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March 16th, 2020, 11:47
The next 12 or so hours of content has been a completely different kettle of fish, if you'll excuse the pun. Most of the issues of the previous post have vanished and while a new set of issues has arisen, the overall pacing of the game is much more emergent and energetic making for an overall much more enjoyable experience.

I started off this weekend's session by going back for that Bear, my party now at level 3, which was very satisfying but I still didn't have the were-with-all to take out the Hill Giant, so back for him later.

The only other place to go now was the main questline, which in this case is the game's first proper dungeon crawl in a ruined fort called The Moathouse. Like playing a game of reverso, the content has now switched from almost 100% NPC chatting to almost 100% slaying monsters, there's not much middle ground here. And what makes the NPC dialogues annoying in The Moathouse is that all of them are just opportunities to avoid the set-piece combat by encouraging the selected NPCs to leave.

While offering the very minimum of choice and reactivity I'm always quite annoyed by these kind of options in any game. As an adventurer in a computer game my primary goal is to bump off everything I can feel justified in bumping off for the benefit of both loot and experience. So when a squad of monsters are given the opportunity to leave I can't help but think, damn, but I was looking forward to that fight, but the alignment in my character always demands I play 'nice', as it were, in these situations. Its essentially my least favourite dilemma in RPGs.

There are so many different things NPCs can do and react like in these situations that just having two or three options to 'make peace' with an NPC not only feels a bit cheap but also repetitive, especially for such a relatively small dungeon. In this game's example, wouldn't it have been great, for example, if the Gnolls teamed up with you against the Bugbears & then you could double-cross the remaining Gnolls if you wanted & then have the dilemma of whether to let them go or not. You know what I mean, the current options are just kinda boring and limited and maybe even a little frustrating.



I think there's an option to walk through most of this dungeon while engaging only the minimum of combat altogether by using some cloaks, and I think I might have done that the first time I played this game as I couldn't remember anything from the second or third floors, but this time I chopped my way to the top. The combat has been interesting and varied by very little reuse of enemy types and enemy variety has been the game's version of encounter design. Up to this point I am really impressed with the way each combat has required a good variety of tactics and approaches and nothing has felt particularly trash-mobby.

What was a big disappointment was the complete lack of traps and the general lack of interactive other things in general. Like Hommlet, there was only a couple of chests in the entire dungeon with most rooms just consisting of the monsters and nothing else. I'd been told by NPCs in Hommlet that this fort would be "full of traps" but, alas, my rogue had literally nothing to do other than discover a secret staircase which, I believe, wasn't necessary to find as it didn't lead to somewhere that one couldn't go by other means. Kinda just 'discovered' the servant's staircase.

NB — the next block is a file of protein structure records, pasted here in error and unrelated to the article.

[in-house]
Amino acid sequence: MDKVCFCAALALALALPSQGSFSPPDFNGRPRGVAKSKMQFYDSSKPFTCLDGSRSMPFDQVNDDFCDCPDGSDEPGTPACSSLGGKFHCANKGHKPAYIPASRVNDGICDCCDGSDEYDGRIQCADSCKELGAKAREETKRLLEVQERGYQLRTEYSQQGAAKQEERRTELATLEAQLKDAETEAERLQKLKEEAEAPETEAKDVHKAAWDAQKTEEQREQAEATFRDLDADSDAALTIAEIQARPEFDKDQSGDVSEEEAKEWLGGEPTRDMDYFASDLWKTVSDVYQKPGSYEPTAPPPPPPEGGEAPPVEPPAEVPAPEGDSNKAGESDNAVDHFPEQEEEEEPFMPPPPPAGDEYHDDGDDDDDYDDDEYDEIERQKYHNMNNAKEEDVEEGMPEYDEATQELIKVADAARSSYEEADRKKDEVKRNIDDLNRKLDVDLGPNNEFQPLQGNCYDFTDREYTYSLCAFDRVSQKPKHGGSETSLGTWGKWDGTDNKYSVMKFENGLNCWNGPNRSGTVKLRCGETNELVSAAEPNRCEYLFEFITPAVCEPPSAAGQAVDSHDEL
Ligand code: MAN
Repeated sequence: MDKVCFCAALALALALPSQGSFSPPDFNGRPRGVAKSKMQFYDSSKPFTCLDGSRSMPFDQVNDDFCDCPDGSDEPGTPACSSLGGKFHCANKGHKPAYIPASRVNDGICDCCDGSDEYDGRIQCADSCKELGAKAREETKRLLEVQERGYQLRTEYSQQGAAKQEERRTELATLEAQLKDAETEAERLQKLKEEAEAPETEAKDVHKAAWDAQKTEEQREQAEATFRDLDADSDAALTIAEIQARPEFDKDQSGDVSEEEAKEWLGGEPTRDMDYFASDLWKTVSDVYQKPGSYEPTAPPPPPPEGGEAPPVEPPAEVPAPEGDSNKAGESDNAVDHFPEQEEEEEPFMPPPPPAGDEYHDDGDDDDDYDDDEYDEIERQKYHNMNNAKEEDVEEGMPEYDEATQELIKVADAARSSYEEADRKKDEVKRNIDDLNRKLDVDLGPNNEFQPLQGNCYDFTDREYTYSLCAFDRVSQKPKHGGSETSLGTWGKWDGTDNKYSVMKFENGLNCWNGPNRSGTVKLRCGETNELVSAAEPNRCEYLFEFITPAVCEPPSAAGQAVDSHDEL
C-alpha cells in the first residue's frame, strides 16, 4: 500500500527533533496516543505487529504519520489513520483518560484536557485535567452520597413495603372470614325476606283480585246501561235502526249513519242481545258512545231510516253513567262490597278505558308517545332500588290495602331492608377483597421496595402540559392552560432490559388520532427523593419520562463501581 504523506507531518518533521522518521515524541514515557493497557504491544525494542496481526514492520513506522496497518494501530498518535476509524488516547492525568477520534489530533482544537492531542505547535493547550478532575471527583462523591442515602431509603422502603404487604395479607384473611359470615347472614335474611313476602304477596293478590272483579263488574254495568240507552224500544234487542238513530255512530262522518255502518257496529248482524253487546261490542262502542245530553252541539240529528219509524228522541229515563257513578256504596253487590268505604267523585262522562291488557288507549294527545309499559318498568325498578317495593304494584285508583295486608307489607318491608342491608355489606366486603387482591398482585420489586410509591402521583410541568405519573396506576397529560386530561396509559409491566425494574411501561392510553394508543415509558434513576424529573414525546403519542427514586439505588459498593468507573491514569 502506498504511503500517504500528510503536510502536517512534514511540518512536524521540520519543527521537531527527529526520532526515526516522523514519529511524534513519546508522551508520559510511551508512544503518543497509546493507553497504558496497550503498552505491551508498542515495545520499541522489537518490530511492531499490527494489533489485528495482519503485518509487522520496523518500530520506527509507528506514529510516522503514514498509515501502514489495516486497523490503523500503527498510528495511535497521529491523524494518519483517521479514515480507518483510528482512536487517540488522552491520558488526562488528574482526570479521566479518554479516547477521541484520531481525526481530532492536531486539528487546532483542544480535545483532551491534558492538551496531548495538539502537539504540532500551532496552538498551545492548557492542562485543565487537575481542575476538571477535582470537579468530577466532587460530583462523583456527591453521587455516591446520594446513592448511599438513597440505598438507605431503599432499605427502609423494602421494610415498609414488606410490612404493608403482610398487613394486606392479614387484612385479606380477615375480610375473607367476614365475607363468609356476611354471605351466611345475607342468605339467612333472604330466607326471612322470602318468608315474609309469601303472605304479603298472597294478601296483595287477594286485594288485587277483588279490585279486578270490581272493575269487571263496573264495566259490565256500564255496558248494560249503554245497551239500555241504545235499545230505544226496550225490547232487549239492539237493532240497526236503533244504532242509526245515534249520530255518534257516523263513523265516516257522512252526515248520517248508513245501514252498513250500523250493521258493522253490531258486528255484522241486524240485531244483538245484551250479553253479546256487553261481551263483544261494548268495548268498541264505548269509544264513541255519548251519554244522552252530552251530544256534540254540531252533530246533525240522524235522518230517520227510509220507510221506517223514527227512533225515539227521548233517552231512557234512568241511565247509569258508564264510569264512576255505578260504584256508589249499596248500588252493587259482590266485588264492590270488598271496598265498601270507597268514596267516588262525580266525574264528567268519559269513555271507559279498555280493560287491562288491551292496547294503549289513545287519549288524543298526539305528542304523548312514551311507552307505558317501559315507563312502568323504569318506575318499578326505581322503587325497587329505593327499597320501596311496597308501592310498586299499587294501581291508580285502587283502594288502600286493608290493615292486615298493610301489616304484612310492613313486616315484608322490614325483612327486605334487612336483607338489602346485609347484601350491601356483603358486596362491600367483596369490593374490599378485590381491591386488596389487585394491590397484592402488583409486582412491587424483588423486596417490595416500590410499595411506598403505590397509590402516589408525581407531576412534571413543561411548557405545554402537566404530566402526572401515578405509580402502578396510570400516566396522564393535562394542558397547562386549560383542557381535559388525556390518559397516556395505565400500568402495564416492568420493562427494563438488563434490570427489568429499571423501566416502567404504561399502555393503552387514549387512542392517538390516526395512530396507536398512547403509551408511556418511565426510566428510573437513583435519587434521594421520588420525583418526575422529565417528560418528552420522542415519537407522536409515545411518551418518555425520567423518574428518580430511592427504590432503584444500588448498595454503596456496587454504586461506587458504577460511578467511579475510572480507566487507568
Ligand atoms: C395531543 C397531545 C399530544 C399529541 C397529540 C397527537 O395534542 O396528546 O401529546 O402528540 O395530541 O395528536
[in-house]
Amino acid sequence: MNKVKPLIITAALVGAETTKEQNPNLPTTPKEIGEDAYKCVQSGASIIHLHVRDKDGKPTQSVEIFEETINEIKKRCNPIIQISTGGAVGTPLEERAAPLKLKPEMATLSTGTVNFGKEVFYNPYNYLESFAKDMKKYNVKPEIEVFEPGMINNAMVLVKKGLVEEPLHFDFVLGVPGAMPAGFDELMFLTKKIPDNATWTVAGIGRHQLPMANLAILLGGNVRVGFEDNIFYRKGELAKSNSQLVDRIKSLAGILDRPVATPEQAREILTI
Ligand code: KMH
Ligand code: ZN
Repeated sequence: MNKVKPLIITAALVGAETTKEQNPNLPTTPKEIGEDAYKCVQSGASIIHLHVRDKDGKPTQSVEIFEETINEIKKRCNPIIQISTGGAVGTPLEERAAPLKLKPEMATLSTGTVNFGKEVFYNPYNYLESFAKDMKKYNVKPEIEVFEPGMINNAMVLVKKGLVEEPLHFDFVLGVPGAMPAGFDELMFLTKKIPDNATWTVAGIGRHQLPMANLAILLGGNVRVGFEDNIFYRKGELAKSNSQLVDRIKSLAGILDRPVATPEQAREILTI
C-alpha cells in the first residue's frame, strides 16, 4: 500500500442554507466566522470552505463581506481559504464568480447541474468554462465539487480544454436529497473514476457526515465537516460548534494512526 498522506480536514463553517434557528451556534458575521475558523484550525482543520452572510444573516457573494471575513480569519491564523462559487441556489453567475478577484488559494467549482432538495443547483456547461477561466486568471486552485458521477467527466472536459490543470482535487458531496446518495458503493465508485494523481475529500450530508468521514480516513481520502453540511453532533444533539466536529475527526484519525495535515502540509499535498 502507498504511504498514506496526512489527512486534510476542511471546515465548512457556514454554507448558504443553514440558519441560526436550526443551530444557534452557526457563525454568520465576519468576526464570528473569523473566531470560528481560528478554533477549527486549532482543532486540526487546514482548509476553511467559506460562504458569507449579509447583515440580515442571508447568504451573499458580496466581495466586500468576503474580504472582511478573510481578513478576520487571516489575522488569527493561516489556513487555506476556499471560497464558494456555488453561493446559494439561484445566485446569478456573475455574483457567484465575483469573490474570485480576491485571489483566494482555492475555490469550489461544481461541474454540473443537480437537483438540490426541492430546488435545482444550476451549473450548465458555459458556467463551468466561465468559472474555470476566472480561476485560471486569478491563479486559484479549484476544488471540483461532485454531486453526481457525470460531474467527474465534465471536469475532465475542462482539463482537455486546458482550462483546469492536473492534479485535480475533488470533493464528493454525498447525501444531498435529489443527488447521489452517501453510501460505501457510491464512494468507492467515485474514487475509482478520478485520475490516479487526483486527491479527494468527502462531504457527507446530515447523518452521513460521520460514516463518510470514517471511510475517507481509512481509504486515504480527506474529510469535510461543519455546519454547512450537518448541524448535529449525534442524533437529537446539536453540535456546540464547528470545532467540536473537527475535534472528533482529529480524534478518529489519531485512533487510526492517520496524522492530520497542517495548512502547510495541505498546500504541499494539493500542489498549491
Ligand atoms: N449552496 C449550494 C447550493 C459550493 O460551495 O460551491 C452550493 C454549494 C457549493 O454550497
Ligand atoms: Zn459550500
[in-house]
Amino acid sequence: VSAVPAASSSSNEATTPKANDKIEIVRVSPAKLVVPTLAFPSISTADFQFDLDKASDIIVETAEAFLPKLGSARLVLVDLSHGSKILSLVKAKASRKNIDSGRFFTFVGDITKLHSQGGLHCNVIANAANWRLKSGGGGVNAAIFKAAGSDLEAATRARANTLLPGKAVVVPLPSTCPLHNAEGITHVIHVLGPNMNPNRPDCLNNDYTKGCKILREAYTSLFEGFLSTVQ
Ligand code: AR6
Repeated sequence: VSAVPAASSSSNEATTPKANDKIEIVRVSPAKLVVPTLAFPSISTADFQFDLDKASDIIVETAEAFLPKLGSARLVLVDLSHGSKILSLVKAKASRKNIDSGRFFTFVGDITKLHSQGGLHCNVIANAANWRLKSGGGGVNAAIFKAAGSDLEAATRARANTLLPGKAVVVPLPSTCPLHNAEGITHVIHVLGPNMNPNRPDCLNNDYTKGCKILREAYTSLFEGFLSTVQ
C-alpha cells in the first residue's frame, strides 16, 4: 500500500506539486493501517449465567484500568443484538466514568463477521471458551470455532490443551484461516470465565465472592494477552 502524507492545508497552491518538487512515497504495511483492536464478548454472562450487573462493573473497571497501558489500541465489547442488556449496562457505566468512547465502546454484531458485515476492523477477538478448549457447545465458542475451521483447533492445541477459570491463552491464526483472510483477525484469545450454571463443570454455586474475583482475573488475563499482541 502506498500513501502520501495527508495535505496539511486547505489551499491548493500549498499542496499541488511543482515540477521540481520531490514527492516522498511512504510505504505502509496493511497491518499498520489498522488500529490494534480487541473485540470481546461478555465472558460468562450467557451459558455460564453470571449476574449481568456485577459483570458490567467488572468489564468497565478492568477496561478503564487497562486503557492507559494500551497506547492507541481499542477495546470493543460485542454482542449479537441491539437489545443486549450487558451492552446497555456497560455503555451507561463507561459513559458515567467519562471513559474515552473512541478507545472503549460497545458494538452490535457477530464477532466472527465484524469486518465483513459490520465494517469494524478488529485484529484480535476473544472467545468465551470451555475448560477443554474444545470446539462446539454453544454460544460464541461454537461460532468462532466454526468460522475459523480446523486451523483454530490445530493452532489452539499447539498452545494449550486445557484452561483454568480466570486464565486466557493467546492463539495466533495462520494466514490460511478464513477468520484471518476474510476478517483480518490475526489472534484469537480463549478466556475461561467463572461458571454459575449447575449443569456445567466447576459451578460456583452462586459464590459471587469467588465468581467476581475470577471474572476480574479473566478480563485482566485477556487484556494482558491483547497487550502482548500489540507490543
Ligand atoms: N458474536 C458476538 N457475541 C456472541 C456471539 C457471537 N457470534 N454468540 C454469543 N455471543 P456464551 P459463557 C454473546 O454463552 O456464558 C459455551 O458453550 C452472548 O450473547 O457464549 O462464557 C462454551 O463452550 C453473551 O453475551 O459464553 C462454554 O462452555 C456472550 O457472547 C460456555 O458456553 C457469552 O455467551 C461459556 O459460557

And I think it's at this point that one realises why the game has an unfinished reputation. It's not really the bugs, most of which a non-D&D 3.5ed expert wouldn't even notice anyway, but the fact that the game has an 'unfinished' quality with regards to everything other than combat and dialogues. A vague sense of emptiness that is very difficult to describe but will be subconsciously developing in anyone who plays the game, from those that hate it to those who love it equally. Just that sense that something's missing, something's not quite… enough.

In terms of bugs of the type that the Co8 mod might well have addressed is the issue of /5 damage reduction, which makes a lot of combat more laborious and more complicated than it probably should have been. Info for monsters will often say /5 damage reduction - slashing, for example, but arrows and bolts will still get the reduction. Likewise, I think it was the Gnolls, had a /5 Bludgeoning resistance but, again, seemed to get it for other weapon types as well. I think this is why I had so much of a grind defeating the skeletal Gnolls and Zombies in the first post and because these are common enemies this issue has persisted to this post, only it's more prominent now as combat is much more the focus.

But that is the only bug here I'd say is particularly noticeable, if it even is a bug and I haven't just misunderstood something or if the bug was the descriptions rather than the mechanics, I have no idea.

Having completed this area, the only thing left to do round about Hommlet is that damn Giant. Now that I'm level 4 I remember that my Ranger can actually cast spells and I equip him with a good Entangle spell. So ends the Hill Giant. And after doing all of this I finally have some real loot, a couple of + weapons and some + armour and weight reduced armour and even some magical rings. Things are certainly looking up.

The game then switches us back into NPC-mode as we are directed towards another village, this time one near the titular temple. This village is much more interesting than the first one, is better proportioned in terms of size and has lots of opportunities to get involved in some really weird NPC quest-lines.